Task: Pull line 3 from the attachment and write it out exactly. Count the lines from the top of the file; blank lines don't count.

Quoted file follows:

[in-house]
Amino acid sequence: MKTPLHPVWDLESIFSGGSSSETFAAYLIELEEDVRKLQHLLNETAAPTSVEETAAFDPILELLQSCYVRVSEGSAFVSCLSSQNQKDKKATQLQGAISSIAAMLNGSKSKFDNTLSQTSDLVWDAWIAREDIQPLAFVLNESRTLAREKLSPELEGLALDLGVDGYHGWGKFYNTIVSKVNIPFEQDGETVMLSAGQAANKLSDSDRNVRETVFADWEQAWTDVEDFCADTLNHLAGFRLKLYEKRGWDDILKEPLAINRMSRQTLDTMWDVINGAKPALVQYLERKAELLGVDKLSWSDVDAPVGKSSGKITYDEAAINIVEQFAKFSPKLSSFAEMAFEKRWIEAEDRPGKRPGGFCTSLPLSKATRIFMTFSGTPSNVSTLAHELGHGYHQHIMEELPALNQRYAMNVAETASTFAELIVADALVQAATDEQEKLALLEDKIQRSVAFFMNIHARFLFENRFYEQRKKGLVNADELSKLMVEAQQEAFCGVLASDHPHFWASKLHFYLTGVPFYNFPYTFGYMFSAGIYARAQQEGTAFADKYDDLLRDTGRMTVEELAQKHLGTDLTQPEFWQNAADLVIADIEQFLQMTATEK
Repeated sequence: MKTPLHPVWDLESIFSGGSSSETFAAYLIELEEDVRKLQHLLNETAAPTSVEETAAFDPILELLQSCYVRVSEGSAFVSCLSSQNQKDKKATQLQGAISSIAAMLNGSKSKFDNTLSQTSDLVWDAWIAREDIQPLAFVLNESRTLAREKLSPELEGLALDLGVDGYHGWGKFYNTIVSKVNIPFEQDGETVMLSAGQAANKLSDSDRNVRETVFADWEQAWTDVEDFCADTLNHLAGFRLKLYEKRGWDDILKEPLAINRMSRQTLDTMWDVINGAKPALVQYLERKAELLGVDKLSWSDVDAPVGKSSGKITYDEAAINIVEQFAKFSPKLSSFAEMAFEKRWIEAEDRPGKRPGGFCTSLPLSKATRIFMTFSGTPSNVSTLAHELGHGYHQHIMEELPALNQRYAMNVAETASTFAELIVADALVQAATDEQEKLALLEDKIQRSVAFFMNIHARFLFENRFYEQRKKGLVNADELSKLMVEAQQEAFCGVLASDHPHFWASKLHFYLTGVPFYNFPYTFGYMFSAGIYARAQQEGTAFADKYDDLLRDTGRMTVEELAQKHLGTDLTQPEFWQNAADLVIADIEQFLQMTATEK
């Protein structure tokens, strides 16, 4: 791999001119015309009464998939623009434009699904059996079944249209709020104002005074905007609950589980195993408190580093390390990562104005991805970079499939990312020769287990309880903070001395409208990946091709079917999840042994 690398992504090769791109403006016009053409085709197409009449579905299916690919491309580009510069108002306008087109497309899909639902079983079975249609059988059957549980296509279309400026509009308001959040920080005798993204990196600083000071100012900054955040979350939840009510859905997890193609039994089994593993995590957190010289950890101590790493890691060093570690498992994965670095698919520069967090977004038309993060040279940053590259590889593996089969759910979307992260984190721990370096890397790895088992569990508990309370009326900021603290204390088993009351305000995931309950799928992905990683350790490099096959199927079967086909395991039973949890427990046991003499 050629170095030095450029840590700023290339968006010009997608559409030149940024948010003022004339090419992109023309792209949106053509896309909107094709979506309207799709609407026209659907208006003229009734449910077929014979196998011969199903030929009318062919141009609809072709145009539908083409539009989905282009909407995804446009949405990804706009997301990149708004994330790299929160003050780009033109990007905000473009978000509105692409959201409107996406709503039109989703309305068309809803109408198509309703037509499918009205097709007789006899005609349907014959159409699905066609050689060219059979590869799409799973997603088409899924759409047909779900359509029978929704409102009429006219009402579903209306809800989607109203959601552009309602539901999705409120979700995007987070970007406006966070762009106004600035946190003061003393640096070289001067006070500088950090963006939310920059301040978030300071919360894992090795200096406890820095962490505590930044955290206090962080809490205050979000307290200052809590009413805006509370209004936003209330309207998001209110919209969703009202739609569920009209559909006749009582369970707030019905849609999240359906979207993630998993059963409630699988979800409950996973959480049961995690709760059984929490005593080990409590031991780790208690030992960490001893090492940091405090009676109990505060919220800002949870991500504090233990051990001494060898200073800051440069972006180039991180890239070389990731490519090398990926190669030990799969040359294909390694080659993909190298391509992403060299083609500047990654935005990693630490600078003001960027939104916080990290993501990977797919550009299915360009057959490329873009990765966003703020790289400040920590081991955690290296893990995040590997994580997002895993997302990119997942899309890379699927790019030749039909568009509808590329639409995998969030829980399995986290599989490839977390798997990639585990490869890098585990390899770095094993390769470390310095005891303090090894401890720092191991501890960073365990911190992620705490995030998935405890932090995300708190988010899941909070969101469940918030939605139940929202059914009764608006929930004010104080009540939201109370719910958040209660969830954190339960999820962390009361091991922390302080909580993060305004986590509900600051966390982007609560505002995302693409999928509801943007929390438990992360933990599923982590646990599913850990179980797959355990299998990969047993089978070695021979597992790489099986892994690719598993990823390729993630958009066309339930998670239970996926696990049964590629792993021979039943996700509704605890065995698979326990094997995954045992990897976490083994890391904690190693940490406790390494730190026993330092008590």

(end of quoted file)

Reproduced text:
Repeated sequence: MKTPLHPVWDLESIFSGGSSSETFAAYLIELEEDVRKLQHLLNETAAPTSVEETAAFDPILELLQSCYVRVSEGSAFVSCLSSQNQKDKKATQLQGAISSIAAMLNGSKSKFDNTLSQTSDLVWDAWIAREDIQPLAFVLNESRTLAREKLSPELEGLALDLGVDGYHGWGKFYNTIVSKVNIPFEQDGETVMLSAGQAANKLSDSDRNVRETVFADWEQAWTDVEDFCADTLNHLAGFRLKLYEKRGWDDILKEPLAINRMSRQTLDTMWDVINGAKPALVQYLERKAELLGVDKLSWSDVDAPVGKSSGKITYDEAAINIVEQFAKFSPKLSSFAEMAFEKRWIEAEDRPGKRPGGFCTSLPLSKATRIFMTFSGTPSNVSTLAHELGHGYHQHIMEELPALNQRYAMNVAETASTFAELIVADALVQAATDEQEKLALLEDKIQRSVAFFMNIHARFLFENRFYEQRKKGLVNADELSKLMVEAQQEAFCGVLASDHPHFWASKLHFYLTGVPFYNFPYTFGYMFSAGIYARAQQEGTAFADKYDDLLRDTGRMTVEELAQKHLGTDLTQPEFWQNAADLVIADIEQFLQMTATEK